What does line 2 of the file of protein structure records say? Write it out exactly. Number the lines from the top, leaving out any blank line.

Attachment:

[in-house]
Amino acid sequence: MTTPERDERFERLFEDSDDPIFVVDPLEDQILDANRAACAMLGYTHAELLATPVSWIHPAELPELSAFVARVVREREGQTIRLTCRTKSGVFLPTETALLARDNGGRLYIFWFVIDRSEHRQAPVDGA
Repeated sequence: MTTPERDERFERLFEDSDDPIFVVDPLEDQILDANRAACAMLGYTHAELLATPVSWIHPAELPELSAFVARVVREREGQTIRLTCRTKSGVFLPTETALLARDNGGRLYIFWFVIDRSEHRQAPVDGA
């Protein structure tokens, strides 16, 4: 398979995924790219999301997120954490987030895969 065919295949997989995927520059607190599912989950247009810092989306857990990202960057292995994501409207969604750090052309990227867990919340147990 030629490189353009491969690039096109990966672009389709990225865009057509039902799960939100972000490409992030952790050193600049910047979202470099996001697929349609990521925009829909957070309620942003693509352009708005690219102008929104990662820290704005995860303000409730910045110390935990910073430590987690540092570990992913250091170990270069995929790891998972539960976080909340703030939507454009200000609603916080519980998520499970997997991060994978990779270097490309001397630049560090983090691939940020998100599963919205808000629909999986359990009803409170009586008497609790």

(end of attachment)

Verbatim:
Amino acid sequence: MTTPERDERFERLFEDSDDPIFVVDPLEDQILDANRAACAMLGYTHAELLATPVSWIHPAELPELSAFVARVVREREGQTIRLTCRTKSGVFLPTETALLARDNGGRLYIFWFVIDRSEHRQAPVDGA